Creating and looking after your own Mallorca Mediterranean garden is a great way to get to know more about the environment of Mallorca and do your bit to care for it. Gardening can also be a wonderfully relaxing, meditative experience. So, even if you have acres of garden that has been professionally designed, you might like to have a piece of your own green oa
sis to tend yourself.
With this in mind, Alexander Warren-Gash of Mashamba Garden and Terrace Design has kindly passed on his top five tips for creating and caring for your own Mallorca Mediterranean garden.
It’s best to keep to classically Mediterranean woody herbs such as bay, rosemary, thyme, sage that don’t require much water. Oregano, mint and tarragon also thrive in Mallorca and are nice additions to your garden.
With plants, we’re fortunate here in Mallorca that we have an excellent selection of plants to work with. It’s important, though, to this an island with many microclimates in which certain plants flourish more than others.
The best thing to do is look around and see what plants are growing well in your areas because these will probably work well for you too.
We live on an island with a limited water supply. So, whether you have your own borehole that provides you with water or not, you should always work with plants that are drought tolerant and adapted to the Mediterranean climate. Your garden and our island will be much healthier as a result.
If you’re not sure which are the most water friendly plants to grow, the vivero – garden centre – you choose will be able to advise you.
Using the right fertiliser and associated products is also important. You’ll be able to buy conventional and organic fertiliser and get sound advice at the garden centre you choose. If you’re growing vegetables, you might like to find out more about the benefits of biochar from our friend Christer Soderberg of Circle Carbon.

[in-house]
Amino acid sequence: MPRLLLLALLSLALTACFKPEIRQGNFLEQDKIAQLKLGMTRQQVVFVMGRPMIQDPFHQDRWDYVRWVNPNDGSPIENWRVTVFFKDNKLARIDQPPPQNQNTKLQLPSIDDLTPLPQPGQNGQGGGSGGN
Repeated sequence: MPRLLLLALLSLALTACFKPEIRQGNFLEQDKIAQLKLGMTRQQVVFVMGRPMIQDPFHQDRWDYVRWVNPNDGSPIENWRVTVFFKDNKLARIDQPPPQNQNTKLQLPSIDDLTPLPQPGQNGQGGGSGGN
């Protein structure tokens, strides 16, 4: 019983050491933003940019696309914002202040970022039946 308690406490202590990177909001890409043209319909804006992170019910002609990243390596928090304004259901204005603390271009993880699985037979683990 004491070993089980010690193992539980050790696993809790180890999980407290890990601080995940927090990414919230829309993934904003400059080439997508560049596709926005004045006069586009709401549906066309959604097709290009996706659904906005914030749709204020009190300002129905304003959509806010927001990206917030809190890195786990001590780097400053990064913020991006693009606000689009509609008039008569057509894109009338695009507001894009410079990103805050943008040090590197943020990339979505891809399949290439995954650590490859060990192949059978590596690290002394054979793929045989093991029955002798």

Most of the simple gardening tools you’ll need are readily available at a garden centre or decent hardware store.
If you’re feeling more ambitious for your Mallorca Mediterranean garden and want to use pieces of kit like rotorvators, tractors or diggers, it’s best to rent these or subcontract the work to a local farmer or gardener.
The key to a good garden design is to create something that you will use and enjoy. Think about your wants and needs for the space and design the garden around that. Especially, consider space for outdoor dining, secret hideaways and romantic paths.
Simplicity is also key. Stick to a limited number of species of plant. Also, make sure you know how big the plants you choose are going to grow and how fast.
Alexander recommends Fronda for decorative items such as small plants, plant pots, dried and and fresh flowers and accessories like outdoor cushions, vases and baskets.
Sa Porrassa is especially good for larger plants like olive trees. Vivers Santa Maria is also well worth checking out.
We’ve also heard good things about Jardins de Tramuntana, Can Juanito in Son Ferriol – especially when it comes to advice – as well as Llabrés in Manacor and Edeen.
Before you get started, our friend Tomás Graves suggests you might like to track down the book Gardening the Mediterranean Way: How to Create a Waterwise, Drought-Tolerant Garden by Heidi Gildemeister. Heidi used to own the Ariant estate near Pollença so she knows what she’s talking about when it comes to creating and maintaining a Mallorca Mediterranean garden.